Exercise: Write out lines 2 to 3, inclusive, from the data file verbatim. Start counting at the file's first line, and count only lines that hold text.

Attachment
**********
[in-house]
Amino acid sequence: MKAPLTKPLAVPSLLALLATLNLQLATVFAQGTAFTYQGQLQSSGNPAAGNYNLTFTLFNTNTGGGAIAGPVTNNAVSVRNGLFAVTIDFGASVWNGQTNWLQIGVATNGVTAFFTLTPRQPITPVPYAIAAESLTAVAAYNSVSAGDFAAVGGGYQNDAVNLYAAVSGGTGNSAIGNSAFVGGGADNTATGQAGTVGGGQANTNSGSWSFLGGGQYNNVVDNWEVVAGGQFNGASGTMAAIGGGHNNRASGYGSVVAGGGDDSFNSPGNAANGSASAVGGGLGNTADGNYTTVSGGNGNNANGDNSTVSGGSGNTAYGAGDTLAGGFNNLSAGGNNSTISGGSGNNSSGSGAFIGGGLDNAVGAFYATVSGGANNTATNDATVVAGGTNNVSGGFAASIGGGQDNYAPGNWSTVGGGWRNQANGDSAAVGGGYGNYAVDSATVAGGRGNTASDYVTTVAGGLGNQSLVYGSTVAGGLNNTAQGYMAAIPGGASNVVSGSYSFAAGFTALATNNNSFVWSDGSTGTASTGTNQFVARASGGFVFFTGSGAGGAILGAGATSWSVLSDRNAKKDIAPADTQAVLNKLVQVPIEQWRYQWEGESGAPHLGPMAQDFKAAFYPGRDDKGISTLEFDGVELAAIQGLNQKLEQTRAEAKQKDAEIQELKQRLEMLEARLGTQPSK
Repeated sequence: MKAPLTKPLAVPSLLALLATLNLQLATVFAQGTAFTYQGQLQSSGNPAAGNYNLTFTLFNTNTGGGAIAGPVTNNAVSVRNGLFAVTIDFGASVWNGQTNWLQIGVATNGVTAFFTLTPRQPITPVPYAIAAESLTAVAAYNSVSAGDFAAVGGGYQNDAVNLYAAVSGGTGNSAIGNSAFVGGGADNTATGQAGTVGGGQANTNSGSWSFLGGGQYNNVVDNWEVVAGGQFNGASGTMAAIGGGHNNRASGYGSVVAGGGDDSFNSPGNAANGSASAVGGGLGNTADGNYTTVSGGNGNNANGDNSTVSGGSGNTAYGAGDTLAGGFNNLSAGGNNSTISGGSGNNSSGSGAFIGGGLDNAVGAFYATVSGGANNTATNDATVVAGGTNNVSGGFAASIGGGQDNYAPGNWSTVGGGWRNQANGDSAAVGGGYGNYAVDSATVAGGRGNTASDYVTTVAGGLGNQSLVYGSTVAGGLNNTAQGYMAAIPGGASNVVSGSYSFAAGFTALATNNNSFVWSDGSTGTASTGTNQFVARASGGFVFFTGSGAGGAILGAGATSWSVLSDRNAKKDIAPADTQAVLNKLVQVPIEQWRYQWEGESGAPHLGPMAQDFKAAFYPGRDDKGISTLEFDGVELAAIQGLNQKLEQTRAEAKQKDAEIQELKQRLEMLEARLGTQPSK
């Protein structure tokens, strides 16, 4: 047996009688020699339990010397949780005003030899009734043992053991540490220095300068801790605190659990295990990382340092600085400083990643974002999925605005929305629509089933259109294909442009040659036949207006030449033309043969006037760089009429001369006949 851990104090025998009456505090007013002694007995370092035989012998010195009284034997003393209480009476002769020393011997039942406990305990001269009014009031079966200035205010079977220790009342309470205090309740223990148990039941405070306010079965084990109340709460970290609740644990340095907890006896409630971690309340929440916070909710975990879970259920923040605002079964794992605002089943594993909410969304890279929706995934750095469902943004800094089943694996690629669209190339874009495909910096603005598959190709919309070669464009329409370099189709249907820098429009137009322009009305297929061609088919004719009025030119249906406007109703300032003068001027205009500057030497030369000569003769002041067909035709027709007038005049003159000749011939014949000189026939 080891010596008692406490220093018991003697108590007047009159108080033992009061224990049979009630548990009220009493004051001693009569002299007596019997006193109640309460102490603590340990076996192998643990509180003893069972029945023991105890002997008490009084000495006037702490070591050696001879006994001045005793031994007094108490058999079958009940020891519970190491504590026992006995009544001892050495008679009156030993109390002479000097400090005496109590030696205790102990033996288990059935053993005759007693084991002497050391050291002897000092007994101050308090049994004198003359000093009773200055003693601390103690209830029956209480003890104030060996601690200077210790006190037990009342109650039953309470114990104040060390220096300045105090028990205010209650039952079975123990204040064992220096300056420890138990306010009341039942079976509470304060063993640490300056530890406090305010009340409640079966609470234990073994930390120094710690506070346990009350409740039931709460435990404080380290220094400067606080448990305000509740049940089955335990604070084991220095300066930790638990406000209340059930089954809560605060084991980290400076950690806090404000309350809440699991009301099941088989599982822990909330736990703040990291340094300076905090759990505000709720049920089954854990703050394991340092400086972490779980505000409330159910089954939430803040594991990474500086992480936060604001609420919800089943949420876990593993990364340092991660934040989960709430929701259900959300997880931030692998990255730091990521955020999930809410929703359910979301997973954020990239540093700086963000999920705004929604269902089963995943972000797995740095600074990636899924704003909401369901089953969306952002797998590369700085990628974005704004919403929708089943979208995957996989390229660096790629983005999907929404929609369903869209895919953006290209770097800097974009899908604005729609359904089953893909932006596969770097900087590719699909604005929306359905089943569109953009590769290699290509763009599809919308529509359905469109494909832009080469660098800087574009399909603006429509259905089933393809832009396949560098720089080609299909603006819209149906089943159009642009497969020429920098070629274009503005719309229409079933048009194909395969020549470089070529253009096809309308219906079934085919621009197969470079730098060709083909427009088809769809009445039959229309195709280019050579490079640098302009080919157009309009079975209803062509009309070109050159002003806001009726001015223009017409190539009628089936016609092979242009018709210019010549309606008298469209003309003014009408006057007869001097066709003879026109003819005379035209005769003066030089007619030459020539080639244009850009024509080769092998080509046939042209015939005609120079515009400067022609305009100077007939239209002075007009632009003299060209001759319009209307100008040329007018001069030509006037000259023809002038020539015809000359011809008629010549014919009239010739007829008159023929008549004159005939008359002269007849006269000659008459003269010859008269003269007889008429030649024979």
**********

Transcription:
Amino acid sequence: MKAPLTKPLAVPSLLALLATLNLQLATVFAQGTAFTYQGQLQSSGNPAAGNYNLTFTLFNTNTGGGAIAGPVTNNAVSVRNGLFAVTIDFGASVWNGQTNWLQIGVATNGVTAFFTLTPRQPITPVPYAIAAESLTAVAAYNSVSAGDFAAVGGGYQNDAVNLYAAVSGGTGNSAIGNSAFVGGGADNTATGQAGTVGGGQANTNSGSWSFLGGGQYNNVVDNWEVVAGGQFNGASGTMAAIGGGHNNRASGYGSVVAGGGDDSFNSPGNAANGSASAVGGGLGNTADGNYTTVSGGNGNNANGDNSTVSGGSGNTAYGAGDTLAGGFNNLSAGGNNSTISGGSGNNSSGSGAFIGGGLDNAVGAFYATVSGGANNTATNDATVVAGGTNNVSGGFAASIGGGQDNYAPGNWSTVGGGWRNQANGDSAAVGGGYGNYAVDSATVAGGRGNTASDYVTTVAGGLGNQSLVYGSTVAGGLNNTAQGYMAAIPGGASNVVSGSYSFAAGFTALATNNNSFVWSDGSTGTASTGTNQFVARASGGFVFFTGSGAGGAILGAGATSWSVLSDRNAKKDIAPADTQAVLNKLVQVPIEQWRYQWEGESGAPHLGPMAQDFKAAFYPGRDDKGISTLEFDGVELAAIQGLNQKLEQTRAEAKQKDAEIQELKQRLEMLEARLGTQPSK
Repeated sequence: MKAPLTKPLAVPSLLALLATLNLQLATVFAQGTAFTYQGQLQSSGNPAAGNYNLTFTLFNTNTGGGAIAGPVTNNAVSVRNGLFAVTIDFGASVWNGQTNWLQIGVATNGVTAFFTLTPRQPITPVPYAIAAESLTAVAAYNSVSAGDFAAVGGGYQNDAVNLYAAVSGGTGNSAIGNSAFVGGGADNTATGQAGTVGGGQANTNSGSWSFLGGGQYNNVVDNWEVVAGGQFNGASGTMAAIGGGHNNRASGYGSVVAGGGDDSFNSPGNAANGSASAVGGGLGNTADGNYTTVSGGNGNNANGDNSTVSGGSGNTAYGAGDTLAGGFNNLSAGGNNSTISGGSGNNSSGSGAFIGGGLDNAVGAFYATVSGGANNTATNDATVVAGGTNNVSGGFAASIGGGQDNYAPGNWSTVGGGWRNQANGDSAAVGGGYGNYAVDSATVAGGRGNTASDYVTTVAGGLGNQSLVYGSTVAGGLNNTAQGYMAAIPGGASNVVSGSYSFAAGFTALATNNNSFVWSDGSTGTASTGTNQFVARASGGFVFFTGSGAGGAILGAGATSWSVLSDRNAKKDIAPADTQAVLNKLVQVPIEQWRYQWEGESGAPHLGPMAQDFKAAFYPGRDDKGISTLEFDGVELAAIQGLNQKLEQTRAEAKQKDAEIQELKQRLEMLEARLGTQPSK